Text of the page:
Bièvre_(river) Latitude and Longitude:

48°50′37″N 2°21′57″E / 48.84361°N 2.36583°E / 48.84361; 2.36583
From Wikipedia, the free encyclopedia
Back of the Gobelins Manufactory, adjoining the Bièvre River, in 1830.
Country France
Physical characteristics
 • location Île-de-France
 • location
 • coordinates
48°50′37″N 2°21′57″E / 48.84361°N 2.36583°E / 48.84361; 2.36583
Length34.6 km (21.5 mi)
Basin size201 km2 (78 sq mi)
 • average0.2 m3/s (7.1 cu ft/s)
Basin features
Progression SeineEnglish Channel
Bievre at Fresnes

The Bièvre (French pronunciation: [bjɛvʁ]) is a 34.6-kilometre (21.5 mi) long river of the Île-de-France région that flows into the Seine (left bank) in Paris. [1]


The name is often thought to derive from the archaic French word bièvre meaning "beaver". However, there is no evidence of beavers having inhabited the area. Other suggested origins are a Celtic word for "mud," Latin bibere "to drink," and French bief, a word describing the man-made canals that carried water to mill wheels. [2]


The source of the Bièvre is in Guyancourt, département Yvelines. [3] From there, it flows through the following départements and towns:

The river enters Paris near Stade Charléty (close to the border between the 13th and 14th arrondissements), and reaches the Seine River in the Latin Quarter ( 5th arrondissement) close to Île de la Cité.

Tanneries along the Bièvre, late 19th-century

The Bièvre was diverted from its original course in 1148 by the monks of the abbey of Saint-Victor. [4] This diversion is reflected in maps of Paris dating from the 13th century.[ citation needed] Historically the river was heavily industrialized with mills, which led to the straightening of the river. Tanneries, butcher shops and dye-makers were built along its banks, leading to serious pollution concerns.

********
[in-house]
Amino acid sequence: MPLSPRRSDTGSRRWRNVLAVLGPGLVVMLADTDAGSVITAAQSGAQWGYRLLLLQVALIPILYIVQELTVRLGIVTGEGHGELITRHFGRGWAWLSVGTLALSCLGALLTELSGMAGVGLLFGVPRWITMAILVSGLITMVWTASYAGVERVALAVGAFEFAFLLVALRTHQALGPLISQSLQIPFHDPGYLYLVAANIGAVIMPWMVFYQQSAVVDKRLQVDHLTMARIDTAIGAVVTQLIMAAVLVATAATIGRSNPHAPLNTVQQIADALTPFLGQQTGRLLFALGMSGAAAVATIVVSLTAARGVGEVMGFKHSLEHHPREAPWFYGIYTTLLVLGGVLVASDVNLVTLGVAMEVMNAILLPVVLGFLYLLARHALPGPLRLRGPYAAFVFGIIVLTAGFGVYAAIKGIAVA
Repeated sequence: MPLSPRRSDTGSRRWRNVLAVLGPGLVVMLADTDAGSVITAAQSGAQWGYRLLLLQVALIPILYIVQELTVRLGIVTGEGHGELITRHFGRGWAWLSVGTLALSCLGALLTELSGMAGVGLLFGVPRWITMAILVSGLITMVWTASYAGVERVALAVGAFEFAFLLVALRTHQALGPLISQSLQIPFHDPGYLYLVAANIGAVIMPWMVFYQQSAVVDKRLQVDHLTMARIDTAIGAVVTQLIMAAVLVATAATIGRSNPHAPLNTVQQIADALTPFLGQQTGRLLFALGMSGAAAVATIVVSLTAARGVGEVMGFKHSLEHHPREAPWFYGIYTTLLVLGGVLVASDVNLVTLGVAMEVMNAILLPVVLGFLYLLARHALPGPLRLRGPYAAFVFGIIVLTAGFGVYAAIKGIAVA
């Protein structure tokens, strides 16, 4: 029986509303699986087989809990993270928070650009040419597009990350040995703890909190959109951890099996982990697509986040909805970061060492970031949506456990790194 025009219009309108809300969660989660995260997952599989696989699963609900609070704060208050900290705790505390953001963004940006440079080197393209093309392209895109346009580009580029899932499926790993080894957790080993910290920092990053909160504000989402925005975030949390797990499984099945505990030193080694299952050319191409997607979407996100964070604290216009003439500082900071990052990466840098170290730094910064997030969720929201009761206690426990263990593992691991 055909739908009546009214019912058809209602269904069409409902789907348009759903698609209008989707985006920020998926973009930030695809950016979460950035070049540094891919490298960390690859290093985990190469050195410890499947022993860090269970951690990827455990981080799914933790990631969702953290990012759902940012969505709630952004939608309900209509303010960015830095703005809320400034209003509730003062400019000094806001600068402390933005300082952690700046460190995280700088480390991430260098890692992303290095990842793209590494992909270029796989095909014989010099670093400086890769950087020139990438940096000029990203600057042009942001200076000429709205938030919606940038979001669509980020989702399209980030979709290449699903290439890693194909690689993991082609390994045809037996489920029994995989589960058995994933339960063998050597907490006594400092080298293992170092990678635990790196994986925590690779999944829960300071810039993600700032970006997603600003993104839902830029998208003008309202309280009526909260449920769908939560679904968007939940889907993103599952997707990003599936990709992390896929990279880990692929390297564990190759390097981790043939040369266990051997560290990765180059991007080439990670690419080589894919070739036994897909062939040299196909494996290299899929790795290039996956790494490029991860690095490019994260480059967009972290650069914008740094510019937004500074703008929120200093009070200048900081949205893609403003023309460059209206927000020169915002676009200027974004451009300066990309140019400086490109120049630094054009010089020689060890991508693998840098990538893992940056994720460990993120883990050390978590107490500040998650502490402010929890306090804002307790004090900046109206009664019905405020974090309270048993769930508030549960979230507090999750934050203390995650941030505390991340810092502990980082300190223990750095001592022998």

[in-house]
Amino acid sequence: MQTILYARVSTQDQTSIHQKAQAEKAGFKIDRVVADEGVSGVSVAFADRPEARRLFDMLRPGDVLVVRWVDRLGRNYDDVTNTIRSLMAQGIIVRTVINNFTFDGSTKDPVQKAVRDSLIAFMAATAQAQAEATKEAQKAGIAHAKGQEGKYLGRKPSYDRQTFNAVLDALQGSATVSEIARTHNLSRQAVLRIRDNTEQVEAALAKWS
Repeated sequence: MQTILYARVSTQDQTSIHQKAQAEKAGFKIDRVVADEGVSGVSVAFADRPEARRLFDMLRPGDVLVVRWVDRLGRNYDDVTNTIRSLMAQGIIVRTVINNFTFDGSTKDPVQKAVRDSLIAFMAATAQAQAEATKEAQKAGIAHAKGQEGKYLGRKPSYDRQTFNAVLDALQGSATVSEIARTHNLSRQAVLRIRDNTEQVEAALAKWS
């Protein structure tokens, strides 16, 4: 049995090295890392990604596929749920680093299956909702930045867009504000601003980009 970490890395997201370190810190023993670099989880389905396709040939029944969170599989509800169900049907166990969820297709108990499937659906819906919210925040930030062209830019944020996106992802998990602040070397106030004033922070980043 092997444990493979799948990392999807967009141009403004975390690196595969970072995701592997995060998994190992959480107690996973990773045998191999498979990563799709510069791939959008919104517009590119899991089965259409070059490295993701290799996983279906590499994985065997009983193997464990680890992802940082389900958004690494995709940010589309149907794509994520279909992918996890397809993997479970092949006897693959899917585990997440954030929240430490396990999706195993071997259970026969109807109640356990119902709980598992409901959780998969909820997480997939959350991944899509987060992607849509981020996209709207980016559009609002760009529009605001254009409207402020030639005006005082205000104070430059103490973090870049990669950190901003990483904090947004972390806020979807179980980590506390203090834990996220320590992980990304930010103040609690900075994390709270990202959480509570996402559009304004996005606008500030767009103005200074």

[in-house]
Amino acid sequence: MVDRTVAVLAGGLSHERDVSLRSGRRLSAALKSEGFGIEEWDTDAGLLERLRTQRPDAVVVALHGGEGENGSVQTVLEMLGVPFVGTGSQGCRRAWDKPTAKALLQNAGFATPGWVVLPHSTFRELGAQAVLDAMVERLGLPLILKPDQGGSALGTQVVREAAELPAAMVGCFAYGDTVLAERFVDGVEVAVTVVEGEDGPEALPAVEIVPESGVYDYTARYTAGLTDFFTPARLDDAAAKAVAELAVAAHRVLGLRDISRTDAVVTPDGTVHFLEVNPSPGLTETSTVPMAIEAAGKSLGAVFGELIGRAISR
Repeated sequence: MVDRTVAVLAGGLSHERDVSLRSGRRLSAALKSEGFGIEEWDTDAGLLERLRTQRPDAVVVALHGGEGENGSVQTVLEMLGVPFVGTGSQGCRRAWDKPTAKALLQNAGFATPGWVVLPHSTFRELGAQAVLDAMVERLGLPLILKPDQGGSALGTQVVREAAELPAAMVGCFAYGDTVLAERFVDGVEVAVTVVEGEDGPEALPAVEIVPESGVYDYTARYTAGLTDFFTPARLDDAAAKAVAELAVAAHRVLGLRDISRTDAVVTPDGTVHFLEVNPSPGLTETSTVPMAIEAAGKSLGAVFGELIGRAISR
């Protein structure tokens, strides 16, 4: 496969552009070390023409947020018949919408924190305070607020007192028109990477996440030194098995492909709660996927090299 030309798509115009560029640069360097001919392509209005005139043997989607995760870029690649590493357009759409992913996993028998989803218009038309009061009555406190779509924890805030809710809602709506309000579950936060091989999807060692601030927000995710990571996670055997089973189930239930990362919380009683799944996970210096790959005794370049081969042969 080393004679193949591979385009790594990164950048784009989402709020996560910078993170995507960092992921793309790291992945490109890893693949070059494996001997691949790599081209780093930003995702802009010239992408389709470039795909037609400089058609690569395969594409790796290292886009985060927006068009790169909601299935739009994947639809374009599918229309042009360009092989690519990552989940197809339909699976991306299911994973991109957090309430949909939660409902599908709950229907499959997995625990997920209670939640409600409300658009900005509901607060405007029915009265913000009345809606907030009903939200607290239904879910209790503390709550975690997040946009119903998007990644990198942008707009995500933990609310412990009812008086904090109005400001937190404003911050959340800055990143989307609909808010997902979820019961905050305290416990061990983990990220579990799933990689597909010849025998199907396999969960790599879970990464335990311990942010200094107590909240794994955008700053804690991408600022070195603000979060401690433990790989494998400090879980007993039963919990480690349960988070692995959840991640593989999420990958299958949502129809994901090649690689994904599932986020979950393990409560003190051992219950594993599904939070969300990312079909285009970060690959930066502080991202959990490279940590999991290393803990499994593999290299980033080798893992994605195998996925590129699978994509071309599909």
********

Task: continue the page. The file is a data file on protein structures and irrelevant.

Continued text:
Starting in the 18th century, the river was gradually culverted. Eleven km are canalised under slabs and 5 km have disappeared under rubble and urbanisation in Paris. In modern times the Bièvre forms a rainwater system. [3]

Restoration project

In 2003, 200m of the Bièvre was re-opened in the Parc des Près in Fresnes. [5] At the same time, over twenty direct wastewater connections to the Bièvre were eliminated. When the river is completely disconnected from the wastewater system, the stormwater from the river will no longer flow into a wastewater treatment plant but will instead flow directly into the River Seine, which is expected to lead to significant savings in wastewater treatment costs. [3]

Bievre at Massy

Another section of the Bièvre between Massy and Verrières was re-opened in 2006. [6]

See also


  1. ^ Sandre. "Fiche cours d'eau - La Bievre (F70-0400)".
  2. ^ Mary Winston Nicklin, " Parisians want to recover a legendary river now buried under concrete," National Geographic, February 2021.
  3. ^ a b c ""Reopening of a section of the River Bièvre in an urban environment", Communauté d'agglomération du val de Bièvre" (PDF). Archived from the original (PDF) on 2016-08-08. Retrieved 2015-07-27.
  4. ^ Jones, Colin (2005). Paris : biography of a city (1st American ed.). New York: Viking. pp.  108–109. ISBN  0670033936. OCLC  56526397.
  5. ^ pdf about the Fresnes reopening of the Bievre, at Archived 2016-04-06 at the Wayback Machine
  6. ^ The Syndicat intercommunal d’assainissement de la vallée de la Bièvre (Bièvre Valley Intermunicipal Sewerage Association),

External links